Effective and Sustainable Advice Line Promotes Safe Vaccine Practices
Aim: The SHOT LINE Telephone Assistance Resource provides consistent and timely education to healthcare providers ensuring safe delivery of immunizations.
Background: A local health district created and implemented an advice line to assist healthcare personnel with immunization storage or administration questions. Healthcare workers with varying levels of education call with requests for information including vaccine administration, storage and handling, scheduling, contraindications, and timing.
Methods: Ten years of call data to the SHOT LINE were analyzed through categorizing type of calls, personnel calling, facility type, information needed, and education provided.
Results: There were 3032 calls received from various job types. The most frequent inquiries were vaccine-specific calls, timing, and vaccine schedules. Medical assistants from family medicine clinics called the most. Five percent of the calls included reports of immunization errors. Healthcare personnel reported errors and self-disclosed making errors; 7% of all calls were errors in the first 2 years, but decreased to 5.4% in the last 8 years.
Conclusion: The SHOT LINE telephone assistance provides timely education to healthcare personnel whose primary responsibilities are immunization practice management, administration, and handling. The findings reveal a significant need for timely advice in immunization practice management. Error reporting was an unexpected outcome of this advice line. Call categories of vaccine-specific information, vaccine timing, and schedules were similar across all groups of callers. The advice line has grown to include parents, school nurses, childcare providers, and emergency personnel. In summary, the SHOT LINE prevents errors, increases accuracy of vaccine management, and provides 'just in time' education.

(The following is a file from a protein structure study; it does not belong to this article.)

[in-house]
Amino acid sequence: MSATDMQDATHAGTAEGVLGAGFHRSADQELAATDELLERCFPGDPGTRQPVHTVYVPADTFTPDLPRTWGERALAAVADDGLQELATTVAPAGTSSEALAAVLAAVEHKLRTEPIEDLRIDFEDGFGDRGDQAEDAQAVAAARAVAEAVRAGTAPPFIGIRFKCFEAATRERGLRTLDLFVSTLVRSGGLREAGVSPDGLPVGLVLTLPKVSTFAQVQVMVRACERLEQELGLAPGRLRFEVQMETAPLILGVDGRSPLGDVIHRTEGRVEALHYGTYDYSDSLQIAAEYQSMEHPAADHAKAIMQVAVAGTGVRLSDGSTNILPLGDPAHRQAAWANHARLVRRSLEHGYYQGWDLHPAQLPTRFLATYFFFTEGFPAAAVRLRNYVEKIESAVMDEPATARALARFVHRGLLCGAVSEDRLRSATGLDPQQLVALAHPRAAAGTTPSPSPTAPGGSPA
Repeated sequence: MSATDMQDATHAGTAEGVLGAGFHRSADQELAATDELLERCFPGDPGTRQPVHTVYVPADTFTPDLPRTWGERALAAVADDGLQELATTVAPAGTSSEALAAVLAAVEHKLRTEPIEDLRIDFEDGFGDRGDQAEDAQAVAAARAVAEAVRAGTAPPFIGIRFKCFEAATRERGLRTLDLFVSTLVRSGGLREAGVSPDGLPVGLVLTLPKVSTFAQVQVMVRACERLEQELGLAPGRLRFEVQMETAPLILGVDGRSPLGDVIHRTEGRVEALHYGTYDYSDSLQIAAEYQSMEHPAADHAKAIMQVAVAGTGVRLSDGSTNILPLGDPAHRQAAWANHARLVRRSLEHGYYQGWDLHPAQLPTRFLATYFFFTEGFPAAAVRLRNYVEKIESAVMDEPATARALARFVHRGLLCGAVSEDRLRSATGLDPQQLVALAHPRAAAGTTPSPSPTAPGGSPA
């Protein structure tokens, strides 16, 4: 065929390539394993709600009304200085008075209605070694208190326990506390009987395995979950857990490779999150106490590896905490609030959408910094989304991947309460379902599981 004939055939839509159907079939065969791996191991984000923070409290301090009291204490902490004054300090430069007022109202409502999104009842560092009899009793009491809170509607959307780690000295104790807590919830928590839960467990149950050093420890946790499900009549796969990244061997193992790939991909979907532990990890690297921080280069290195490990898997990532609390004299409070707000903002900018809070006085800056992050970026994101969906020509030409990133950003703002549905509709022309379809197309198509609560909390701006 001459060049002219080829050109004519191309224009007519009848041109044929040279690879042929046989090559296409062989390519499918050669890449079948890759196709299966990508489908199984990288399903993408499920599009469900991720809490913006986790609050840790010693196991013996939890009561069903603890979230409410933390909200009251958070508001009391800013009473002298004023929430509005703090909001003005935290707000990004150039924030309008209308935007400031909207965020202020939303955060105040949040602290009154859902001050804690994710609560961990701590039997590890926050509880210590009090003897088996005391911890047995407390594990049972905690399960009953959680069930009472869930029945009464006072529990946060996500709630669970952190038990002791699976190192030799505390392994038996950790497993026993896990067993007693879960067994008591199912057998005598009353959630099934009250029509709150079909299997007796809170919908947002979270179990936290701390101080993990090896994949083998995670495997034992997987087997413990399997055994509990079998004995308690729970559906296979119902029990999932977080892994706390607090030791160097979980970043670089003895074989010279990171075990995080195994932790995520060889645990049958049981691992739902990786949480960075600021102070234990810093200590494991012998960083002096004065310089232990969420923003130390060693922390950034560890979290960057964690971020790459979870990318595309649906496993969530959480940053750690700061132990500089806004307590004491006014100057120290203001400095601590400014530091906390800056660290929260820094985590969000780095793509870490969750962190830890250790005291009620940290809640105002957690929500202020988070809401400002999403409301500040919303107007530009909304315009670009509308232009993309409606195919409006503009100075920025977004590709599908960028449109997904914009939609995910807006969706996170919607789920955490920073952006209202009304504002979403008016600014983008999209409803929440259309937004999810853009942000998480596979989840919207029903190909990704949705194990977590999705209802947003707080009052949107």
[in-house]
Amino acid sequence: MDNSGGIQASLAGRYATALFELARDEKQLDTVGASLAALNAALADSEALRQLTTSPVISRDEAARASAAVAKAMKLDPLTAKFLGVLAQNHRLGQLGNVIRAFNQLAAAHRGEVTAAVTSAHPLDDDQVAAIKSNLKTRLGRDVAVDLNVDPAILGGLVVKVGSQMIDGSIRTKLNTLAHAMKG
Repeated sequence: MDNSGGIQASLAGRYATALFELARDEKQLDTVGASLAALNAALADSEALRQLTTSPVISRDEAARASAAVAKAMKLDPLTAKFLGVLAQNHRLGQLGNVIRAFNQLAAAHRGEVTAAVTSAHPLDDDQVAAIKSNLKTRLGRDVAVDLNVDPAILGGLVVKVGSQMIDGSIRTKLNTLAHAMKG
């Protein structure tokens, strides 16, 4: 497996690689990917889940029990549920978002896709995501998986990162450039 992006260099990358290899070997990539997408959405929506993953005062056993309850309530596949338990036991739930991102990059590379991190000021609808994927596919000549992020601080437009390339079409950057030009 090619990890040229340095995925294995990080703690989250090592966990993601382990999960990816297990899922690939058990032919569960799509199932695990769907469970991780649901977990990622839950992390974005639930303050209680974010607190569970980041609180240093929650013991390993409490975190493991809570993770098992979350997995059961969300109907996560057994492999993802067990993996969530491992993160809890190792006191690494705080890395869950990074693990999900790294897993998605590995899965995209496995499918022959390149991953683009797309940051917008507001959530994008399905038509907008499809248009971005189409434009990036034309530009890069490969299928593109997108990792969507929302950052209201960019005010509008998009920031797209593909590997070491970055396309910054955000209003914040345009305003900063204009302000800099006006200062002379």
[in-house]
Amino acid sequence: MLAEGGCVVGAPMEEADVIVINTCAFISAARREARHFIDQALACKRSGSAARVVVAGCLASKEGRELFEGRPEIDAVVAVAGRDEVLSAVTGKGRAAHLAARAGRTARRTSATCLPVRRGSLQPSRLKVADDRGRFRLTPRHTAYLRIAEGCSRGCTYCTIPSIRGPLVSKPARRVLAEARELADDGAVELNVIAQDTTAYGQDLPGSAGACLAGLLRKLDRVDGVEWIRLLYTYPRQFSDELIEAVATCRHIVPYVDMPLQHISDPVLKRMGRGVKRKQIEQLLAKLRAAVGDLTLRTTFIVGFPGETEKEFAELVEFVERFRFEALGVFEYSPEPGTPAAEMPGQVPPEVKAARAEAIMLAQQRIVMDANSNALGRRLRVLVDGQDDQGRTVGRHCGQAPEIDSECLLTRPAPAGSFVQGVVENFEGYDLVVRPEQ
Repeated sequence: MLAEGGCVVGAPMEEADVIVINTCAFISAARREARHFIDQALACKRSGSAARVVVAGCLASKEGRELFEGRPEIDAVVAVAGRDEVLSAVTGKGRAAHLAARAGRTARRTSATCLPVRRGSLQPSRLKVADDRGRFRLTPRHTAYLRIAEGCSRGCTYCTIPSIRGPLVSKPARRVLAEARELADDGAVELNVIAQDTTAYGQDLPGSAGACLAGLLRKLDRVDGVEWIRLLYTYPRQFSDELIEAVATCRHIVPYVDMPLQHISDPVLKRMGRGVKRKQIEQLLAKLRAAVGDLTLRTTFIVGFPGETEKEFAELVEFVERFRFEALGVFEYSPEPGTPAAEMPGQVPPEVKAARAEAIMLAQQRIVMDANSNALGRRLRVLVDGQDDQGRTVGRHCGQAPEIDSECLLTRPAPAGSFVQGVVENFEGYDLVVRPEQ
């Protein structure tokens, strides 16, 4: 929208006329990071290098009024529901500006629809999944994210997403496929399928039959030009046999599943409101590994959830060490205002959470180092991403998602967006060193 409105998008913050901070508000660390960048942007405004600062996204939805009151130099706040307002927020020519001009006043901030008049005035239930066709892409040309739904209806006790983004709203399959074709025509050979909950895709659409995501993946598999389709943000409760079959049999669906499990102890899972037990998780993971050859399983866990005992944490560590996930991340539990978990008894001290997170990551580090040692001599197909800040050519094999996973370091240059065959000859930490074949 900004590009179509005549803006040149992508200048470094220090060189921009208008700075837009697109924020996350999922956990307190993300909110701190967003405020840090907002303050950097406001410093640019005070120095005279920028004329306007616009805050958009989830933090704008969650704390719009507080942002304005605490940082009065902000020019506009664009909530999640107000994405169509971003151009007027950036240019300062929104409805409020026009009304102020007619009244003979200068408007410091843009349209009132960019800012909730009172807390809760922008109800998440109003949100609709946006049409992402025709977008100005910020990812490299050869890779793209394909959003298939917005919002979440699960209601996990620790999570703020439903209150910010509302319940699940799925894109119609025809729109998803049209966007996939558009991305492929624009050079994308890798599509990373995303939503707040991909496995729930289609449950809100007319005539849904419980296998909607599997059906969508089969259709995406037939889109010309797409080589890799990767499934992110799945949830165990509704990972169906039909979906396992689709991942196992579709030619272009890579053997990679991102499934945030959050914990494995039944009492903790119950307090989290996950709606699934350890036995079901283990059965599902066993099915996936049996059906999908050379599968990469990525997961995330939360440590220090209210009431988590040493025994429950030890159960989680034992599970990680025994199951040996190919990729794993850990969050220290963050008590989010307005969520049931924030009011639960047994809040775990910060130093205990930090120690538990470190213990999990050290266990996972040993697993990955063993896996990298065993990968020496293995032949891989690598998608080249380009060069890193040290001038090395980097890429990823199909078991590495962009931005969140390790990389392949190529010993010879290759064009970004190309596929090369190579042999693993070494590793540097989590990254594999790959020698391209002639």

Strohfus, Pamela K.; Brown, Sharon R.; and Potratz, Paige. (2016). "Effective and Sustainable Advice Line Promotes Safe Vaccine Practices". International Journal of Evidence-Based Healthcare, 14(3), 130-135. http://dx.doi.org/10.1097/XEB.0000000000000077